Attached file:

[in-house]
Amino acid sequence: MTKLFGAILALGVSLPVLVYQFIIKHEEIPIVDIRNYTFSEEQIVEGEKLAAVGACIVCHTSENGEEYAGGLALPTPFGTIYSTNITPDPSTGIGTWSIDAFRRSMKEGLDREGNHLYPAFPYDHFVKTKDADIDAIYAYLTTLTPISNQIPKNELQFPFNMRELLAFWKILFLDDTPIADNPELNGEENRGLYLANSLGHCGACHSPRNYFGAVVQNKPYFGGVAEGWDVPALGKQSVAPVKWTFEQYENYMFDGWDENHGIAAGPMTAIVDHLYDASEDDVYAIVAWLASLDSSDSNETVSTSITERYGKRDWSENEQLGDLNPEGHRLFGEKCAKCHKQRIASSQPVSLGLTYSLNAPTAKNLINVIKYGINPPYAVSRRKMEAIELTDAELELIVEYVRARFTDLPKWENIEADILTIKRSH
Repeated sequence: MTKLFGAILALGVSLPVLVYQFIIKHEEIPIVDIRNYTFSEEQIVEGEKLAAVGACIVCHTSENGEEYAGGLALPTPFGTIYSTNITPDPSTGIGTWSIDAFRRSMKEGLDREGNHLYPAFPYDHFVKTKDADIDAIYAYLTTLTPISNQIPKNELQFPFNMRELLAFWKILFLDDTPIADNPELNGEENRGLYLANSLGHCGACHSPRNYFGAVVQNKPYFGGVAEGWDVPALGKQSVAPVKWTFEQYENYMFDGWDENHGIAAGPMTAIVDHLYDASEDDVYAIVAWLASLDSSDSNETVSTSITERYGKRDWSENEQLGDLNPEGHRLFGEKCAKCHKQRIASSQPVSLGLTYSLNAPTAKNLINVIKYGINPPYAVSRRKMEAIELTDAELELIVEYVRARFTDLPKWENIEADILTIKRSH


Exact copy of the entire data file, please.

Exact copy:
[in-house]
Amino acid sequence: MTKLFGAILALGVSLPVLVYQFIIKHEEIPIVDIRNYTFSEEQIVEGEKLAAVGACIVCHTSENGEEYAGGLALPTPFGTIYSTNITPDPSTGIGTWSIDAFRRSMKEGLDREGNHLYPAFPYDHFVKTKDADIDAIYAYLTTLTPISNQIPKNELQFPFNMRELLAFWKILFLDDTPIADNPELNGEENRGLYLANSLGHCGACHSPRNYFGAVVQNKPYFGGVAEGWDVPALGKQSVAPVKWTFEQYENYMFDGWDENHGIAAGPMTAIVDHLYDASEDDVYAIVAWLASLDSSDSNETVSTSITERYGKRDWSENEQLGDLNPEGHRLFGEKCAKCHKQRIASSQPVSLGLTYSLNAPTAKNLINVIKYGINPPYAVSRRKMEAIELTDAELELIVEYVRARFTDLPKWENIEADILTIKRSH
Repeated sequence: MTKLFGAILALGVSLPVLVYQFIIKHEEIPIVDIRNYTFSEEQIVEGEKLAAVGACIVCHTSENGEEYAGGLALPTPFGTIYSTNITPDPSTGIGTWSIDAFRRSMKEGLDREGNHLYPAFPYDHFVKTKDADIDAIYAYLTTLTPISNQIPKNELQFPFNMRELLAFWKILFLDDTPIADNPELNGEENRGLYLANSLGHCGACHSPRNYFGAVVQNKPYFGGVAEGWDVPALGKQSVAPVKWTFEQYENYMFDGWDENHGIAAGPMTAIVDHLYDASEDDVYAIVAWLASLDSSDSNETVSTSITERYGKRDWSENEQLGDLNPEGHRLFGEKCAKCHKQRIASSQPVSLGLTYSLNAPTAKNLINVIKYGINPPYAVSRRKMEAIELTDAELELIVEYVRARFTDLPKWENIEADILTIKRSH